The Crossroads by Pamela Cook

In brief: In the tiny town of Birralong, two local women and one stranger have secrets. Can they work through them together?

The good: Delightful read mixing heartache with joy.

The not-so-good: It took me far too long to read this book due to other commitments!

Why I chose it: Enjoyed Pamela Cook’s books previously, thanks to Hachette for the copy.

Year: 2016

Pages: 344

Publisher: Hachette

Setting: Birralong, Queensland

My rating: 10 out of 10

I think I’ve said this many times on the blog, but I have a strange aversion to book covers with horses. Over the last few years, I’ve found that these books are quite often gems and the horse not a major part of the story. This is true of The Crossroads – only one of the main characters has a horse, and she doesn’t spend all her time talking about it. (I like horsepower, over the real thing). Whether you’re a fan of horses or not, I recommend The Crossroads as a lovely Aussie rural fiction read. It has everything you want – battles against external factors, a race against time, love, loss and ultimately a happy ending. It would make for a great summer or holiday read.

Times are tough in the small Queensland town of Birralong. Drought has affected the area badly and the whole town is feeling the pinch. Rose O’Shea runs the local pub, The Crossroads, which is suffering too – business is weak and she can’t afford to pay for the repairs to the heritage listed building. Her daughter Stephanie lives on a property outside of town and the drought has turned her once happy husband into an uncommunicative recluse. Meanwhile in Sydney, Faith Montgomery gets the surprise of her life when she looks for some documentation for her parents – her birth certificate with another name on it. As she’s at a loose end, what better time to track down her birth mother than in a tiny northern town?

As the women try to work through their own problems, there are other, more pleasant issues thrown in their path. Rose is treated to the return of an old flame, while Faith enjoys the company of the brother of Stephanie’s husband. However, it’s when things get desperate and the three women pull together that the book really begins to shine. I was impressed how Rose, Faith and Stephanie worked together in a crisis, all drawing on their own strengths to orchestrate a response in an emergency. At this point, I felt like I knew each of these characters really well – kudos to Pamela Cook for making them sound like real people, who I could be friends with. The crisis was for me the most gripping part of the book. The writing was wonderfully atmospheric with the tension and strain on each character palpable.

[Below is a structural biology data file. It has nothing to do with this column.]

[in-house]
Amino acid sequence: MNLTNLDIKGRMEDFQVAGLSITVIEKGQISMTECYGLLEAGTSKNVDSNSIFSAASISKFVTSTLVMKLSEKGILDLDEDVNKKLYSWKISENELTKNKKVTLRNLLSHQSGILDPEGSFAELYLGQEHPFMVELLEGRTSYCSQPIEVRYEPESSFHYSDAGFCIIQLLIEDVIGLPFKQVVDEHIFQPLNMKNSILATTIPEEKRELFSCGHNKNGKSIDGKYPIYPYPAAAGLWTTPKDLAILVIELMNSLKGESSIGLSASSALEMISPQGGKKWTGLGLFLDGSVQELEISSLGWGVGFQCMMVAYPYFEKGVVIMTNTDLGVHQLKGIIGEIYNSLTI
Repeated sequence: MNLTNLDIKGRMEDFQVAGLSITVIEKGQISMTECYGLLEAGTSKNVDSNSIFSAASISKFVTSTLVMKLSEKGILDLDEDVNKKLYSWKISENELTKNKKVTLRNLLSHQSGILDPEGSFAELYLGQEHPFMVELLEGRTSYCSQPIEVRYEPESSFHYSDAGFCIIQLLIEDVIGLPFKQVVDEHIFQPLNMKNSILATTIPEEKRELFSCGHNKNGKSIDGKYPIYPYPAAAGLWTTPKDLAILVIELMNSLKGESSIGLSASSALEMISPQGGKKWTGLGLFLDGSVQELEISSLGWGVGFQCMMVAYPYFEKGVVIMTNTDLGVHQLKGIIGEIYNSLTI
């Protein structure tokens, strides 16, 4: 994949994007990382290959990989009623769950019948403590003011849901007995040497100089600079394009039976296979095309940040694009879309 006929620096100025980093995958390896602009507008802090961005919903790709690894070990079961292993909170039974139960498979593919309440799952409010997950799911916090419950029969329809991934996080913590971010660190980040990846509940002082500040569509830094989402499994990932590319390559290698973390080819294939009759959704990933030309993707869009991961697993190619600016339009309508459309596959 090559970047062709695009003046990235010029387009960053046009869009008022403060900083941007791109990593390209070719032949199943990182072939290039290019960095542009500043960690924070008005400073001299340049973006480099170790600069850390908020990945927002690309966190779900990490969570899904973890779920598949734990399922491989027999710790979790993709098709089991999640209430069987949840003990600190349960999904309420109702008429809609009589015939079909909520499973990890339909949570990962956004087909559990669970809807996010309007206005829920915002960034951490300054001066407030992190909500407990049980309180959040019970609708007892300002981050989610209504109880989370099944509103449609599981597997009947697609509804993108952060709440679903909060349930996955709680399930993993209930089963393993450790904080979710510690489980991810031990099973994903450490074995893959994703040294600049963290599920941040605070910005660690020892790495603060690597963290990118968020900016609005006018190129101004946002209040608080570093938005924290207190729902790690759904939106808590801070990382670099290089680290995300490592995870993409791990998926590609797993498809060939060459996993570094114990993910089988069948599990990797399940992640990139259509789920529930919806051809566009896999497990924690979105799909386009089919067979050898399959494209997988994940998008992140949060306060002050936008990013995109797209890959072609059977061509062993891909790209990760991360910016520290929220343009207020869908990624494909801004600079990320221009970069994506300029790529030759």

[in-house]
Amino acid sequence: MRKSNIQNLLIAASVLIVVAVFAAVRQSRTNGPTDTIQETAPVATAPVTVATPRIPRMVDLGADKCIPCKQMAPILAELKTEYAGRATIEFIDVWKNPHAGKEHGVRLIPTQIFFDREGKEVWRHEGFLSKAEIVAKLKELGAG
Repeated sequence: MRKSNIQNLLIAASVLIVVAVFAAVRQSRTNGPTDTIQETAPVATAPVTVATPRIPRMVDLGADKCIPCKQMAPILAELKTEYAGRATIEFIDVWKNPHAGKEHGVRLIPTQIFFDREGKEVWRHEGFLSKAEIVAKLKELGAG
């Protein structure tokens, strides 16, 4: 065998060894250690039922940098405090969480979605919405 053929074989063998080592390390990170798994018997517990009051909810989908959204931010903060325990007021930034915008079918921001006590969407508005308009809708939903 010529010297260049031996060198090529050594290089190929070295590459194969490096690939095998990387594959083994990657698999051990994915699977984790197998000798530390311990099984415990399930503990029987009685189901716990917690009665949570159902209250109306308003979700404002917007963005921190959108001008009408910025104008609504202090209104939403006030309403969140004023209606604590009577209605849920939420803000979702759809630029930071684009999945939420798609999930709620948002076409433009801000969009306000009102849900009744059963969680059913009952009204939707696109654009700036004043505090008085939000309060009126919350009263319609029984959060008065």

Another thing which I really liked about The Crossroads was how it didn’t make a big mystery out of who Faith’s mum was. It was revealed early on and the journey was about Faith working up the courage to reveal herself to her mother (or BM as she calls her). It was a really unique thing to read as she watched her mum, trying to find similarities between them while she tried to act as a stranger/employee. Pamela Cook really translated across the page the awkwardness that Faith was feeling. A little thing that worked well for me were the weather descriptions – reading this in a range of weathers, I really felt the heat and dryness of a long Aussie summer.

The whole story of The Crossroads just worked for me. I loved the combination of grit and love that helped these women make it through tough times.

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